Well, while we are really a bunch of nice guys, we are quite a masculine band. We like to explore that masculinity in our music. I know that is frowned upon in our hyper-sensitive society at present, but we embrace what we are…our differences, etc. The music is tough….the subject matter is almost always about strength. Even when the song is about a woman, like “Bomb Cyclone”….she is the ultimate bad-ass! Ha ha! Look at the track “Love”. Mike gave me this beautiful guitar riff thinking we wouldn’t use it in Str8jckt because it was kinda “pretty”. I LOVED it. So, I write our first love song….I literally wrote it by thinking about my passion for Misha….I pictured her in a Helen Of Troy fashion. So, here you have a true love song and a beautiful guitar riff……but it’s still full of war and death. This is why I wrote the self-reflecting line “We men are wretched things” in the song (which would become the title of the album). It was kind of a shot at myself……even when I try to capture love and passion, it’s masculine and ugly. Ha ha!
Some of your aesthetics, stage-show and even a song like “Ode to Peckinpah” would suggest a western influence. To what do you attribute this?
There is this “post-apocalyptic cowboy” vibe that is strong within the band. I’m not sure how it came to be…but it has grown over the 2 years or so. I love westerns (Peckinpah films, etc). I read a lot about Wyat Earp, Doc Holliday, and such. Misha and I spend a lot of time in south Texas. We plan to retire there someday. I’ve been wearing a cowboy hat for decades, etc. The first proper track on Wrtchd Thngs is “Ode To Peckinpah”. This is a tribute to the quite mad western film maker! Mike added a great western guitar riff to my keyboards and it just sets the mood perfectly! We have a demo for the next release written called “Poor Johnny Ringo”, so this aesthetic isn’t going away! Even our tracks that are completely NOT western sounding have an apocalyptic vibe to them. When we play “Cactus” or “Baphomet” I picture a badass in a duster walking down a bombed out city street.
How did you hook up with John Bechdel (Ministry) for the “Wrtchd Thngs” album?
What a story!! A friend of John’s heard/saw us on Instagram. For our self-titled debut we had only made one video “Dressed To Kill”. In the video I ride my Indian and my helmet says “Ministry” across the front. So, I have a bunch of conversations with John’s friend (not knowing at all who they are or the connections they have!!). John is looking to do some producing in the little bit of time he has when Ministry isn’t touring or recording. The introduction is made and John and I actually end up becoming quite good friends! He is an amazing talent and just the nicest guy you could ever hope to know or work with. I have followed his career over the decades, so…Wow! What an honor!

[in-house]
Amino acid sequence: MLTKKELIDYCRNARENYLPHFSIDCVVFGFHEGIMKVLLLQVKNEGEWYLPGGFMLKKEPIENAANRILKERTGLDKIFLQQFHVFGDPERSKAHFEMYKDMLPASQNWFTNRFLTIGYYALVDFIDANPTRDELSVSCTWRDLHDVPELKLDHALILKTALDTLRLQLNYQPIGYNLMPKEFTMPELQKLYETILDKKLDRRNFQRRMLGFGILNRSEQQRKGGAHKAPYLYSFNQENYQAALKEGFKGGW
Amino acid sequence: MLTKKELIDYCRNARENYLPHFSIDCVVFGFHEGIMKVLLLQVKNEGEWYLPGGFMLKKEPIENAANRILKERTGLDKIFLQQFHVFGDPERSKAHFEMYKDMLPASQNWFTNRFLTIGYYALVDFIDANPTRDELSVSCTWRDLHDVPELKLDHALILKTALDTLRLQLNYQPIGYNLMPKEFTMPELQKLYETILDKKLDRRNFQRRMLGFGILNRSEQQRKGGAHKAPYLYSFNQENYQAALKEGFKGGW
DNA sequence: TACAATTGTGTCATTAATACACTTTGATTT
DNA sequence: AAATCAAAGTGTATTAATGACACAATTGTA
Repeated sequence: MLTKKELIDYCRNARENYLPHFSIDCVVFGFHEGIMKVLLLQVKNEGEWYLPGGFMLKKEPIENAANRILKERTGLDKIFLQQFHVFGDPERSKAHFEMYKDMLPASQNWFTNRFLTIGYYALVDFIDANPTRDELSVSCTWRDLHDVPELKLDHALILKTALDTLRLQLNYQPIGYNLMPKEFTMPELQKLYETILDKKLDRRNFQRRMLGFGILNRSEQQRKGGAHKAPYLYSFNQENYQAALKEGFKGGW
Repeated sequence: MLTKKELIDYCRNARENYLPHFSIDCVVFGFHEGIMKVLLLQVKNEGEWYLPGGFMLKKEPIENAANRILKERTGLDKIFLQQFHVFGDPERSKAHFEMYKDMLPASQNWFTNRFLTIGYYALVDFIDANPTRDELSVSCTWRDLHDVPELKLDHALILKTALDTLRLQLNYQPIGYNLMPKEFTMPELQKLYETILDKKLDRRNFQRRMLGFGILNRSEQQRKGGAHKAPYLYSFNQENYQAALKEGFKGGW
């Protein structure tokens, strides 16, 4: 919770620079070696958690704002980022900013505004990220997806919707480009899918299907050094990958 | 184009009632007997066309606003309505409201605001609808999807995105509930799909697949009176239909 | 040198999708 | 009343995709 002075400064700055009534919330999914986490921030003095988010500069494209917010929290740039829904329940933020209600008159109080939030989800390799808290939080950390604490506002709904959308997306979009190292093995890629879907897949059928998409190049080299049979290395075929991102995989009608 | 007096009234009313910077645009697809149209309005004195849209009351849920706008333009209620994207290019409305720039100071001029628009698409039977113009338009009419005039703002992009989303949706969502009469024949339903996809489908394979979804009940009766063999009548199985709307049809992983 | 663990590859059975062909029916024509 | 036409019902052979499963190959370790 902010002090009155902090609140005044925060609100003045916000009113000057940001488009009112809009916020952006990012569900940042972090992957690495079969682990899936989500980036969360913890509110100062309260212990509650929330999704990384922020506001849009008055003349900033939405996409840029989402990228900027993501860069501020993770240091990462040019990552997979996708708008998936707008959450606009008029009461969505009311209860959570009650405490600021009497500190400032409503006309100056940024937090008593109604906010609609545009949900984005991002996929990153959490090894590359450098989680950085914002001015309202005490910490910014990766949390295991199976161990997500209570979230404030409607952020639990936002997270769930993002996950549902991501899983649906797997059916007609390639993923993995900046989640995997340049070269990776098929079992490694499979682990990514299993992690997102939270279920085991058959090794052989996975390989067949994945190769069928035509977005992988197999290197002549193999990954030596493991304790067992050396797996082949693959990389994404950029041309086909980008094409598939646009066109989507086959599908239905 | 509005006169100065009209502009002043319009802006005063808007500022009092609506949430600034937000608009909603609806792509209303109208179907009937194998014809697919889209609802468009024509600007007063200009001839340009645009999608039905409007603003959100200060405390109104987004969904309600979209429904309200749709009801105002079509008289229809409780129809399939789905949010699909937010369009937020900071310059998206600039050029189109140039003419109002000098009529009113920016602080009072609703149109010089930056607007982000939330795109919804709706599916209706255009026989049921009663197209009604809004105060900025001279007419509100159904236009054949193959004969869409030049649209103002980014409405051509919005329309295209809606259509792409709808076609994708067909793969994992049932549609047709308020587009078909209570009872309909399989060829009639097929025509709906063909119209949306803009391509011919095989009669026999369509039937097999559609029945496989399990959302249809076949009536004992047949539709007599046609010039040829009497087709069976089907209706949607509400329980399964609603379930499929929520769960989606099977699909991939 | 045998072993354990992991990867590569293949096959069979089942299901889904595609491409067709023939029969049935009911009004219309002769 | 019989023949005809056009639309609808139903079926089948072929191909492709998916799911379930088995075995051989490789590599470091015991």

What plans do you have for the forthcoming months?
We are promoting the album right now and the feedback has been amazing. We are opening for My Life With The Thrill Kill Kult (for the 3rd time), which will be great! Then we will be looking to do some touring (in the works). We also have most of the demos done for the next album, including a co-write with Bechdel. We are looking at January to head back to his studio and record the next album!
Your last record was a remix album on Machine Man Records. What do you think, from both perspectives of the remixer and the artist, creates a successful remix?
Personally, I think the best remixes are the ones that give the original song a whole new vibe! We were very lucky to get a ton of great remixes for “RMX”. I love how Missing In Stars took a very “rock” track like “Iron Virtue” and made it sound kind of Depeche Mode. It’s killer!! Diverje made “Silver Or Lead” into a hard stomping dancefloor song.! I love that creativity. I also think the key is to have a strong, well-written song. That allows the song to be reinterpreted in any style and stand up.
Let’s say many years in the future a very distant relative locates a box in the attic of an old home. In the box they find a Chmcl Str8jckt CD and something to play it on. What would you like this person to learn about your legacy simply from listening to your music?
I would hope that they are intrigued and a bit scared. I would hope that they also occasionally smile at the campiness. When I was 8 or so I heard Black Sabbath’s “Electric Funeral” for the first time. It changed my life! I was scared…..excited….and completely hooked. If we could have that effect…even just a little on someone our mission is accomplished.